If you don't have any happy memories, it's also okay to imagine one. Conjure up a happy scenario that you would have loved to experience as a child and let your inner child spend some time there.

Rekindle what you loved to do as a child

Many people feel that they're truly getting in touch with their inner child when they do something that they loved to do as a kid. According to LonerWolf, rekindling the things you loved to do as a child can teach you things about your adult self. At the same time, you can nurture that childlike part of you by reinforcing that their needs and wants matter.


The responsibilities of adult life often make us feel guilty for having time to ourselves or enjoying activities that aren't "mature." But it's absolutely okay to still enjoy and make time for things that used to make you happy, even if you have to adapt them a little. Loved finger painting as a kid? Maybe you can take an art class. Miss playing soccer? Take a ball to your local park and have a kick, or join an amateur team.

By the time many kids reach their teens, they're taught to abandon extra-curricular activities that they aren't going to pursue professionally. So you may have to remind yourself that you're allowed to spend time on things that aren't for financial or social gains. You can play soccer after work, even if you're never going to be a professional soccer player. Give yourself that permission.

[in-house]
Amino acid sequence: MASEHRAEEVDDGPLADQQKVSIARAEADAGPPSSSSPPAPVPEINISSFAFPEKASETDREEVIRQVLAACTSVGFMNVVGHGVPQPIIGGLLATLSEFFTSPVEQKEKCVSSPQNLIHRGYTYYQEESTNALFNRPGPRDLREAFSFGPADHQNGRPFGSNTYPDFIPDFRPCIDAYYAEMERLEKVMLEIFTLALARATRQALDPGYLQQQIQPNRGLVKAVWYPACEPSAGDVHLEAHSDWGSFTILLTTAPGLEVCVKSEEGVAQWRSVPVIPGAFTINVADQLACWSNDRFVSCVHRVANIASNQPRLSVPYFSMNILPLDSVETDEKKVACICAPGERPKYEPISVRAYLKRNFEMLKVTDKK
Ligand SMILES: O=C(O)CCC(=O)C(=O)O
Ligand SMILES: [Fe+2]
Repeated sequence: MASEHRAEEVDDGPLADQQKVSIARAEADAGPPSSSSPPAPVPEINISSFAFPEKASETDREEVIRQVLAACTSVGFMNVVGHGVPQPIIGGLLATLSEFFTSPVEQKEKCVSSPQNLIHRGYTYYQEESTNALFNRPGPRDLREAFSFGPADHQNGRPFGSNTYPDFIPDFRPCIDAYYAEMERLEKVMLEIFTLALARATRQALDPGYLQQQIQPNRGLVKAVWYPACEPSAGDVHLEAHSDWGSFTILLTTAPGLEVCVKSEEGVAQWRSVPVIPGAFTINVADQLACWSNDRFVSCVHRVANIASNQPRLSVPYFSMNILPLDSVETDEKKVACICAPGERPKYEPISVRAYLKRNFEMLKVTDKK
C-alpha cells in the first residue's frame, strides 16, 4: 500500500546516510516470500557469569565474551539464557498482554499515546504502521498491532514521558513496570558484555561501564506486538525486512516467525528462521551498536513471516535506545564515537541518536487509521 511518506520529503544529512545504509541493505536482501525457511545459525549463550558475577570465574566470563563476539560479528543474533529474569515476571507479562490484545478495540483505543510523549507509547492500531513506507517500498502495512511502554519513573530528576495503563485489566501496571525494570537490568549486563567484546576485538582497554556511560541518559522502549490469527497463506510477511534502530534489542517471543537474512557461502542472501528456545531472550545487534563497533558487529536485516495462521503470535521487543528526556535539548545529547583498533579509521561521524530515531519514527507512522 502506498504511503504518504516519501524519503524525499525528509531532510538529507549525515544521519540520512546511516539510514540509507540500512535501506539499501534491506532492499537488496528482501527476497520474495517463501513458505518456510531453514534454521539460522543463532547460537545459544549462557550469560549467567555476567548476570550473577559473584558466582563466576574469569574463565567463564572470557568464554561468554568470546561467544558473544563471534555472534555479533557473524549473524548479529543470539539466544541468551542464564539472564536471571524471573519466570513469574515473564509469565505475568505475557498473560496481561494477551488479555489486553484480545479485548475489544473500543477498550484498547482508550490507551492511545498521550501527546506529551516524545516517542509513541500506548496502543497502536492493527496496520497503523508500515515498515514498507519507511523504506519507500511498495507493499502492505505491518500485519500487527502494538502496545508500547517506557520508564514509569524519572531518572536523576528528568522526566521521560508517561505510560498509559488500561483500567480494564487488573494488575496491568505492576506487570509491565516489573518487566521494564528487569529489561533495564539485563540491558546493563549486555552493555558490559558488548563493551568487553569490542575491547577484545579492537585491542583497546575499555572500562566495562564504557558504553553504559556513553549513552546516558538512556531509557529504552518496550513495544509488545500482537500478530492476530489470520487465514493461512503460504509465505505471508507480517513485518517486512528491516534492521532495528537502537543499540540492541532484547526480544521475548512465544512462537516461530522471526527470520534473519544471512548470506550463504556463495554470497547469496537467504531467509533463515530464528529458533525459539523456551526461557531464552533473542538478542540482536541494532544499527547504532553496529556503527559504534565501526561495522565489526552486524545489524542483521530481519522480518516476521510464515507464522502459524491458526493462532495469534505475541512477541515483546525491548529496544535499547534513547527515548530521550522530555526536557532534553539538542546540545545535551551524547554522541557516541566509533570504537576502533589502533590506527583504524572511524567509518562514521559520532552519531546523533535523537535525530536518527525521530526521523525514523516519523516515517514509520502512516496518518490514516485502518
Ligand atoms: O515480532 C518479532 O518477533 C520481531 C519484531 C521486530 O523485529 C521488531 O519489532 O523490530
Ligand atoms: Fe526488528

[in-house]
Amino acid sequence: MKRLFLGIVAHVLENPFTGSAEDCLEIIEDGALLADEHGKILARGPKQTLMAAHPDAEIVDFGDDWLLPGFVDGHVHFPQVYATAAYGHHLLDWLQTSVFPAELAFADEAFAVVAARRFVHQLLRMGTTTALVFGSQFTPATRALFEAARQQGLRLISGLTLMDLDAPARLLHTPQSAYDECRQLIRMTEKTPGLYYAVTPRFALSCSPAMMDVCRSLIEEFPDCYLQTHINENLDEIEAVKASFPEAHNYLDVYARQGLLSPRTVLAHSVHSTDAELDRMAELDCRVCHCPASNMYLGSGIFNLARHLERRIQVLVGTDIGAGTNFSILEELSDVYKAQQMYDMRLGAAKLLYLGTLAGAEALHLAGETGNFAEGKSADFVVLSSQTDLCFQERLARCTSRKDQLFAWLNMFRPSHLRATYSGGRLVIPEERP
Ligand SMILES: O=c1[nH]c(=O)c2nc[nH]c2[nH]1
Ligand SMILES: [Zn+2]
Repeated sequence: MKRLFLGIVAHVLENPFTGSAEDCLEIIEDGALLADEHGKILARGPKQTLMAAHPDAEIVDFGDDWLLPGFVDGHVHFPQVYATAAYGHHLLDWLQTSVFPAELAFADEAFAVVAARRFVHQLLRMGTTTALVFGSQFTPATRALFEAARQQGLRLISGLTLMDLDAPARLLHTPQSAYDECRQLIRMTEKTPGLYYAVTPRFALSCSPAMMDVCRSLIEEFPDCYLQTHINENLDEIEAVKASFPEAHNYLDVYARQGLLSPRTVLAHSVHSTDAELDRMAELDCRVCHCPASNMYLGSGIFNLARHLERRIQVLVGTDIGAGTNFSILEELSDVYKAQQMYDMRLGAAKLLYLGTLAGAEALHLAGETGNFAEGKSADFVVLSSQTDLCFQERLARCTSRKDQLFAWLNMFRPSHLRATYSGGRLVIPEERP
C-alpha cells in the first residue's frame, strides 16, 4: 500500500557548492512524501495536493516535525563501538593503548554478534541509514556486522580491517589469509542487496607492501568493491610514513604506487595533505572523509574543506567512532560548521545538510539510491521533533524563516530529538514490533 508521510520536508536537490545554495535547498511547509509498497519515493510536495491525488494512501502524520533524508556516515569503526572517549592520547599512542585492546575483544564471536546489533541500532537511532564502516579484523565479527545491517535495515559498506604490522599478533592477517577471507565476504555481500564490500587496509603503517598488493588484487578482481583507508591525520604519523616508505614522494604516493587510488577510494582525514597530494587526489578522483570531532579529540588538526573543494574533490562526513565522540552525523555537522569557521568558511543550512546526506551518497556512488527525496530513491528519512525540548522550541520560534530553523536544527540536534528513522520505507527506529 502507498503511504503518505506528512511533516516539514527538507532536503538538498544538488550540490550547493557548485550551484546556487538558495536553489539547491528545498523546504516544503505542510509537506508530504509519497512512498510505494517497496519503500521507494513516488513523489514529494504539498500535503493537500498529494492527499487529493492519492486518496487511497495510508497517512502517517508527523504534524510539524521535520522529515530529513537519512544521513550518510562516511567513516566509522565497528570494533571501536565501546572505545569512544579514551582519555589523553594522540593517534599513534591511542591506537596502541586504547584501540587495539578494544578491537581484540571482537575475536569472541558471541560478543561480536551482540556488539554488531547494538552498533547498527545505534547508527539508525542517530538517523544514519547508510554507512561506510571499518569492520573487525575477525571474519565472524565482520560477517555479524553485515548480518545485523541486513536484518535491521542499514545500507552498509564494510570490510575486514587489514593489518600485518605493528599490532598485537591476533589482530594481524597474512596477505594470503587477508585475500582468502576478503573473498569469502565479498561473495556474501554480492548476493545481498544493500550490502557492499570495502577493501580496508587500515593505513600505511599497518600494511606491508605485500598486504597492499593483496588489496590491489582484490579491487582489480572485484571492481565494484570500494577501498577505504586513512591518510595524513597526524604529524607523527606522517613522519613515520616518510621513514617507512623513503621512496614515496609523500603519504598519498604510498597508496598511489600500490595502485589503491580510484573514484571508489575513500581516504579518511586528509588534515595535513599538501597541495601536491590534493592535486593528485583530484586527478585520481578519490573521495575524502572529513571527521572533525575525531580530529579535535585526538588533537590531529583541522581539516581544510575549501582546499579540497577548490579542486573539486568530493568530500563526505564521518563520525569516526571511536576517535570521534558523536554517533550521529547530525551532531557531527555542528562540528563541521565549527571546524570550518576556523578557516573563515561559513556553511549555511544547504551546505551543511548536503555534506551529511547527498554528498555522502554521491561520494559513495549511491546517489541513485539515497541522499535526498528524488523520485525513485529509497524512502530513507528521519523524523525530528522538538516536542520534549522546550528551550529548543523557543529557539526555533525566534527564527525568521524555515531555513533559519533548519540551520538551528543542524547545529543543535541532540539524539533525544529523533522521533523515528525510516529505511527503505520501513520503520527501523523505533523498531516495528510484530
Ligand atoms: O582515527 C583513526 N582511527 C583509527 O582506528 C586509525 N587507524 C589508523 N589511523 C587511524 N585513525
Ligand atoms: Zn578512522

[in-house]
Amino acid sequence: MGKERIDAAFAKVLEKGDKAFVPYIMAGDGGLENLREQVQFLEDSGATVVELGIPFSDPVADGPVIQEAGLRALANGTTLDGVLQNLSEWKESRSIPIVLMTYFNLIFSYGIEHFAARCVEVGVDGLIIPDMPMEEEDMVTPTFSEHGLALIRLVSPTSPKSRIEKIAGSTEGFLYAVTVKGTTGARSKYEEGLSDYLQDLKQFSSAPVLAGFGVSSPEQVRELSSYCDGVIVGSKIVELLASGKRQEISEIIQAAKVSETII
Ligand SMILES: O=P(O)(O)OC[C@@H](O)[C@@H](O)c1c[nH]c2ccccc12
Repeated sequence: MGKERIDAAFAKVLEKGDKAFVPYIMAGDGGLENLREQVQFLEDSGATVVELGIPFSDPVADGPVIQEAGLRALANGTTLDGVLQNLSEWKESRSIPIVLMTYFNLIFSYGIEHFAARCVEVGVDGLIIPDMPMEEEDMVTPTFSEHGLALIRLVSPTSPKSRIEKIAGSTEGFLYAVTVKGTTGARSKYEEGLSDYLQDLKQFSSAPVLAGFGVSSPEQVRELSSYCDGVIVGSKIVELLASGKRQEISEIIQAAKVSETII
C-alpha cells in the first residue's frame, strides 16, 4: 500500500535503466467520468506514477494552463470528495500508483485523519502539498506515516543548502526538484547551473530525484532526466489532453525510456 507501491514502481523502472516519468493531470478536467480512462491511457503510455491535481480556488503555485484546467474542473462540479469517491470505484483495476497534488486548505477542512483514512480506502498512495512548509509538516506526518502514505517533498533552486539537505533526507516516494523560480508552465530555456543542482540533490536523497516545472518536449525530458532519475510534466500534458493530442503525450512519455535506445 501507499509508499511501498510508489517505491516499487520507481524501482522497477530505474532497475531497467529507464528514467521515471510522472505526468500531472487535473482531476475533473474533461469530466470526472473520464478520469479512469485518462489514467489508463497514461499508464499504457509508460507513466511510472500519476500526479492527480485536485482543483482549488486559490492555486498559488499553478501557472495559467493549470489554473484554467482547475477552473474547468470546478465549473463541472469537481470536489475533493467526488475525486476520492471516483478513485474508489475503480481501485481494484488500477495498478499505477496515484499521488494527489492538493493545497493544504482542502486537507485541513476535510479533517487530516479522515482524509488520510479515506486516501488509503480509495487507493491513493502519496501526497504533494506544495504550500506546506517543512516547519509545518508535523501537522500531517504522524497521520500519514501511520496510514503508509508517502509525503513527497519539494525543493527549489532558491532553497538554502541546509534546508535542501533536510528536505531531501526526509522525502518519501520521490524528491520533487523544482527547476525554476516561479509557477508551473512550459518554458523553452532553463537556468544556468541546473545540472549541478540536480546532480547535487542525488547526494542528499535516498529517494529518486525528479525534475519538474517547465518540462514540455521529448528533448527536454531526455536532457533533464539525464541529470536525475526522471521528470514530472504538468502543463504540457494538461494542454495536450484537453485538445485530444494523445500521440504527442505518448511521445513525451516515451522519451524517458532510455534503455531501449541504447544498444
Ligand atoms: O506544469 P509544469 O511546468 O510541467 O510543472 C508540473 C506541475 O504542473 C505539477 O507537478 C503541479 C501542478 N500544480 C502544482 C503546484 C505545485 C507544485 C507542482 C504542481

Speak to a professional

These exercises and tips can all be helpful in healing your inner child. But unfortunately, there's not a one-size-fits-all approach because everyone is different. When you're carrying significant childhood trauma, or you've been taught to repress all your emotions, it can be very difficult to unpack that on your own. If you are struggling to identify the sources of your pain or process them, you can try reaching out to a professional.


A qualified, experienced, and trained therapist can help you get to the bottom of the problems appearing in your life. An objective voice is especially helpful if you find that you're judging yourself for your memories and feelings. They can help you to identify sources of trauma and limiting beliefs, and give you the tools you need to overcome them.

Ultimately, the goal of inner child work is to heal the pain you're carrying around in your everyday life. You deserve to leave that baggage behind you, and there's no shame in doing whatever you need to in order to achieve that goal.